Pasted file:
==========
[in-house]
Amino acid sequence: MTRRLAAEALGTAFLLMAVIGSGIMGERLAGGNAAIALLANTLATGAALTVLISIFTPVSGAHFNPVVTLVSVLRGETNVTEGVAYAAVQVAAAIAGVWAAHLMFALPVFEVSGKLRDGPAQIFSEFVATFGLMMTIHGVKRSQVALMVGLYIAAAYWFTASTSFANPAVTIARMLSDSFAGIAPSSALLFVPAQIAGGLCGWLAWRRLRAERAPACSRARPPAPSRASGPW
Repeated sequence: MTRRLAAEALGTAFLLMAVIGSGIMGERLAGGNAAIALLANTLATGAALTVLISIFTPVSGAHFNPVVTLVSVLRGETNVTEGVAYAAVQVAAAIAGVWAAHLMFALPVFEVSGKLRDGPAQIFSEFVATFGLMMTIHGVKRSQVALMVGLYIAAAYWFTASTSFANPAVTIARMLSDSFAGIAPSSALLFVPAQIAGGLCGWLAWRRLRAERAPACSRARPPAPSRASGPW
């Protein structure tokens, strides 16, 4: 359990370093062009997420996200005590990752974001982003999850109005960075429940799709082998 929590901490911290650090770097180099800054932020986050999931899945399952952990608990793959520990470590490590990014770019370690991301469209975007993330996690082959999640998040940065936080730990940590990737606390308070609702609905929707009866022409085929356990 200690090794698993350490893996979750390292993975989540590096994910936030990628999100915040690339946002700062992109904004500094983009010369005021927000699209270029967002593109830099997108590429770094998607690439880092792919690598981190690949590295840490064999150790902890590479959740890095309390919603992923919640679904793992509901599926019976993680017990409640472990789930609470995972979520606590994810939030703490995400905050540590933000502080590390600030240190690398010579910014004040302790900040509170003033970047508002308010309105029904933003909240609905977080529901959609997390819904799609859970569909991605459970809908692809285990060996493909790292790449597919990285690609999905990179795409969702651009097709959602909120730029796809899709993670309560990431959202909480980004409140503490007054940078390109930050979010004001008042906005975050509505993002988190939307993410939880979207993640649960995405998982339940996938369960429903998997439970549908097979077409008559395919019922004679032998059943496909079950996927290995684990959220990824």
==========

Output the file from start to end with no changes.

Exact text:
[in-house]
Amino acid sequence: MTRRLAAEALGTAFLLMAVIGSGIMGERLAGGNAAIALLANTLATGAALTVLISIFTPVSGAHFNPVVTLVSVLRGETNVTEGVAYAAVQVAAAIAGVWAAHLMFALPVFEVSGKLRDGPAQIFSEFVATFGLMMTIHGVKRSQVALMVGLYIAAAYWFTASTSFANPAVTIARMLSDSFAGIAPSSALLFVPAQIAGGLCGWLAWRRLRAERAPACSRARPPAPSRASGPW
Repeated sequence: MTRRLAAEALGTAFLLMAVIGSGIMGERLAGGNAAIALLANTLATGAALTVLISIFTPVSGAHFNPVVTLVSVLRGETNVTEGVAYAAVQVAAAIAGVWAAHLMFALPVFEVSGKLRDGPAQIFSEFVATFGLMMTIHGVKRSQVALMVGLYIAAAYWFTASTSFANPAVTIARMLSDSFAGIAPSSALLFVPAQIAGGLCGWLAWRRLRAERAPACSRARPPAPSRASGPW
């Protein structure tokens, strides 16, 4: 359990370093062009997420996200005590990752974001982003999850109005960075429940799709082998 929590901490911290650090770097180099800054932020986050999931899945399952952990608990793959520990470590490590990014770019370690991301469209975007993330996690082959999640998040940065936080730990940590990737606390308070609702609905929707009866022409085929356990 200690090794698993350490893996979750390292993975989540590096994910936030990628999100915040690339946002700062992109904004500094983009010369005021927000699209270029967002593109830099997108590429770094998607690439880092792919690598981190690949590295840490064999150790902890590479959740890095309390919603992923919640679904793992509901599926019976993680017990409640472990789930609470995972979520606590994810939030703490995400905050540590933000502080590390600030240190690398010579910014004040302790900040509170003033970047508002308010309105029904933003909240609905977080529901959609997390819904799609859970569909991605459970809908692809285990060996493909790292790449597919990285690609999905990179795409969702651009097709959602909120730029796809899709993670309560990431959202909480980004409140503490007054940078390109930050979010004001008042906005975050509505993002988190939307993410939880979207993640649960995405998982339940996938369960429903998997439970549908097979077409008559395919019922004679032998059943496909079950996927290995684990959220990824």